Although businesses got the go-ahead to ease coronavirus restrictions when the Japanese government fully lifted its state of emergency on Friday, experts are still unsure why infection numbers have receded from their peak, bringing concern a resurgence may follow.

After a year and half of on-again, off-again measures, such as requesting that people refrain from nonessential outings, Japan has seemingly turned a corner on its path back to normalcy. Soon the nation could do away with restrictions on social and economic activities altogether.

But it remains to be seen how the government might implement its next steps on a nationwide scale, such as requiring vaccine certificates to verify people's inoculation status at stadiums for large events. Other issues, like how children who are not old enough to receive a vaccination will be able to return to normal life, also remain outstanding.

People walk in front of JR Osaka Station in Osaka on Oct. 1, 2021. Japan's COVID-19 state of emergency covering Osaka and 18 other prefectures and quasi-state of emergency in other areas were fully lifted the same day as infections fall from their peak. (Kyodo) ==Kyodo

Friday marked the first time since April that none of the country's 47 prefectures were subject to measures aimed at curbing infections.

On Tuesday, the government formally decided to lift the state of emergency covering Tokyo and 18 other prefectures, the catalyst for relaxing restrictions being a sharp decline in infections. Government officials and infectious disease experts, however, are still scratching their heads about the decision.

That day, health minister Norihisa Tamura said, "There is no reason to say with certainty" what is causing the drop in infections, while others spoke more to the point, such as Kazuhiro Tateda, a professor in the medical department at Toho University, who admitted, "We don't know why infections are declining."

On Friday, Japan also started to ease quarantine rules for travelers from abroad who have been fully vaccinated, reducing the required period of self-isolation after arrival from 14 days to 10.

But concerning possible future waves of infections, Atsuo Hamada, a specially-appointed professor in travel medicine at Tokyo Medical University Hospital, has said, based on the situation in other countries, "We cannot avoid a 'sixth wave' coming between November and December."

However, he said the progress in vaccinations in Japan means "we will be able to have better control of the situation than we did with the fifth wave."

Under the state of emergency, the government urged people to stay at home and avoid going to crowded places. It also requested restaurants and bars to close by 8 p.m. and refrain from serving alcohol, with mixed results.

The government has indicated that for about one month, it will permit restaurants and other dining establishments to serve alcohol in Tokyo and other prefectures until 8 p.m. and remain open until 9 p.m. as long as they take anti-virus measures. Elimination of all regulations is expected in the months to come if infections settle down further.

Even afterward, if the government declares another emergency because of a resurgence of infections, it says it will not reinstate uniform restrictions since the vaccinations rates will be so high.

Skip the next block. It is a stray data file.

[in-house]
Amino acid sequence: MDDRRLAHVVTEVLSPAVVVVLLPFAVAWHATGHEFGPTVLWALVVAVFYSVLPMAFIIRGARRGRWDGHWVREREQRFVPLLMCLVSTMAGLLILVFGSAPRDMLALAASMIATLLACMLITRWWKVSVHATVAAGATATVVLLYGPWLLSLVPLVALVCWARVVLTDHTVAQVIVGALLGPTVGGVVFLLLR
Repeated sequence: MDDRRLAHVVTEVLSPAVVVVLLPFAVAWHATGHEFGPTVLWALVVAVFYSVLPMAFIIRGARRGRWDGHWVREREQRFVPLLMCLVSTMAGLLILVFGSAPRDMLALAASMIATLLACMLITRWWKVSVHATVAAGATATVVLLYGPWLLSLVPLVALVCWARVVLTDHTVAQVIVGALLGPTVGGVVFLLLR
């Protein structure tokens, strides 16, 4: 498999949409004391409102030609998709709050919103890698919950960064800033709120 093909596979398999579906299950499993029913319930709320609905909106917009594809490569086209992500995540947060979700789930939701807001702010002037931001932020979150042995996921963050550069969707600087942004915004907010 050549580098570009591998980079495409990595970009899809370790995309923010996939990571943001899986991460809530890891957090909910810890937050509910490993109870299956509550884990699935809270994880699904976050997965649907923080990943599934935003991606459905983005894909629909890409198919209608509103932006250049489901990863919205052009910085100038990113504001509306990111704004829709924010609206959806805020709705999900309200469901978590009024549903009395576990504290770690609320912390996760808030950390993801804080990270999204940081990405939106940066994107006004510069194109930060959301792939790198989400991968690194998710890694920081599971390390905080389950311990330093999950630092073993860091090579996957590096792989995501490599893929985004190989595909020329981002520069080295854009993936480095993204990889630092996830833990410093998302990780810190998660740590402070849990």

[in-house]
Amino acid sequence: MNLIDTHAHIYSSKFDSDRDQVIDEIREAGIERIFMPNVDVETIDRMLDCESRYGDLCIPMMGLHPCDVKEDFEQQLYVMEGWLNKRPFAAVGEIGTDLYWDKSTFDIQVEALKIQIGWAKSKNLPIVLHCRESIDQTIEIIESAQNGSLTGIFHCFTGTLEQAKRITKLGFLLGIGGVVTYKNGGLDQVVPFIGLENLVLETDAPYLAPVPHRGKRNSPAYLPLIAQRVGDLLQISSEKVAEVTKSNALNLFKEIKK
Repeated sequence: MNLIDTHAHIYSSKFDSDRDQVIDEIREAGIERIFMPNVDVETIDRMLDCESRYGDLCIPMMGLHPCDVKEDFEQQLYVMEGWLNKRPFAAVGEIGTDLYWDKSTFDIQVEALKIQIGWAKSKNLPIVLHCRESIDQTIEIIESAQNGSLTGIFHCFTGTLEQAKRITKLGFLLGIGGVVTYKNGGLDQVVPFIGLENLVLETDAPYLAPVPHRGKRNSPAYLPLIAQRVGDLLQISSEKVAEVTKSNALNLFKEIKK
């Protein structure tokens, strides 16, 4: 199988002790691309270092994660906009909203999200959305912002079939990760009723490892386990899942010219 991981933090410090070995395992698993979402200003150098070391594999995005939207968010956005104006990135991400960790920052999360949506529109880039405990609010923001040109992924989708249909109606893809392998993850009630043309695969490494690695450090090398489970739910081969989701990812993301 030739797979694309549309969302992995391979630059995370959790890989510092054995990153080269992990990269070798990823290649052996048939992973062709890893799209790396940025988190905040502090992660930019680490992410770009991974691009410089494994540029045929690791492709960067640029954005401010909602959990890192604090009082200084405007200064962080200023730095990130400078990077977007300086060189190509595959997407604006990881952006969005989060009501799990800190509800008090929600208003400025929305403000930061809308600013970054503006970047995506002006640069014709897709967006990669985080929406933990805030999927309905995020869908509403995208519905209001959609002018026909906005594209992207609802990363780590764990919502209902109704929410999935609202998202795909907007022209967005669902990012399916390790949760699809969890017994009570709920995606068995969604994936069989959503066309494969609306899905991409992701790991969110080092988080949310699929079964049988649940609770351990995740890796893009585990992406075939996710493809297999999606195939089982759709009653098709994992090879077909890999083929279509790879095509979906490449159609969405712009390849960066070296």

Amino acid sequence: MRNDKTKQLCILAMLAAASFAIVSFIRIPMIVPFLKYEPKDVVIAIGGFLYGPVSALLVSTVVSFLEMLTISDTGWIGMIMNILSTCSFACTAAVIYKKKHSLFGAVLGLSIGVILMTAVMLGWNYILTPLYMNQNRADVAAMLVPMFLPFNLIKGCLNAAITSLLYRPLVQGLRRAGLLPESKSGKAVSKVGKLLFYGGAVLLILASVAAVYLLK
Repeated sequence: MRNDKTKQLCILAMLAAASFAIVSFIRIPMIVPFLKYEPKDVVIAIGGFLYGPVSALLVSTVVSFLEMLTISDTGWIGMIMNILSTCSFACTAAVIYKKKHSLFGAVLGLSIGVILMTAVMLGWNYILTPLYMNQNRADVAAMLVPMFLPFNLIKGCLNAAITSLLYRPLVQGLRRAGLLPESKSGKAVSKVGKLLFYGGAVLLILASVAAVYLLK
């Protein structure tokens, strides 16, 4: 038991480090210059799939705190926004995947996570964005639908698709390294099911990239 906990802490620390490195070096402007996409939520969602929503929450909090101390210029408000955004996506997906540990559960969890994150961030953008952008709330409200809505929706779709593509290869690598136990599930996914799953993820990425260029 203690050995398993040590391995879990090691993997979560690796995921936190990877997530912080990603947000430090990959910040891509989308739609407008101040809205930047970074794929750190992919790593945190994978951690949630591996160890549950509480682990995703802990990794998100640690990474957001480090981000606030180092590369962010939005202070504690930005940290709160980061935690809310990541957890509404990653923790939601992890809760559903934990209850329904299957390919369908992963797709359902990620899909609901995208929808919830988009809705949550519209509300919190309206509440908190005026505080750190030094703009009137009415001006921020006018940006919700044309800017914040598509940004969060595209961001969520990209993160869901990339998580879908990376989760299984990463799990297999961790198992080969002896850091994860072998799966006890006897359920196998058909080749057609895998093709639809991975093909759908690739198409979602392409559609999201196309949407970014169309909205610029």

The thinking is that by implementing a system of "vaccine test packages," which require people to have vaccination certificates or produce negative COVID-19 results, it will be possible for businesses to serve alcohol under a restaurant certification system.

Concerning the easing in stages of restrictions, a member of a government subcommittee said, "We are at the starting line. After evaluating the situation, we would like to return (to normal), little by little."

For outgoing Prime Minister Yoshihide Suga, who appeared set on lifting the state of emergency before he handed over the reins to his successor, the exit strategy acted as his parting gift, but he left the heavy lifting to Fumio Kishida, who on Monday is poised to be elected Japan's next prime minister.

Kishida's incoming administration will be tasked with taking the concrete measures of designing a system, including establishing vaccination certificates, for easing restrictions of activities.

Ahead of being elected the new leader of the ruling Liberal Democratic Party, Kishida, the former chairman of the Policy Research Council, said he envisions a further easing of restrictions around November when more people have been fully vaccinated. He, too, expressed doubt about the situation being under control anytime soon.

"The virus is repeatedly mutating. We have to think about the worst-case scenario," said Kishida, who has indicated that a full easing of restrictions might not be possible until next spring.

For restaurant chains, bars and owners of other eateries for which the path to a return to business as usual has finally opened up, expectations are high that there will be "no turning back from an easing of the restrictions."

Starting this month, the government plans to conduct trials in various parts of the country to verify the effectiveness of measures such as vaccination certificates. Still, event organizers point out many operational hurdles, such as preventing the forging of vaccine documents and determining how to allow unvaccinated children to attend large-scale events, remain.

Takeo Nakanishi, chairman of the All Japan Concert & Live Entertainment Promoters Conference, thinks Japan needs to devise ways of finding a middle ground if vaccines are mandated for people to attend sporting events and concerts.

"It can't be done the same as in Europe and the United States," he said. "Japan needs to search for its own solutions and find ways of compromising," he said.

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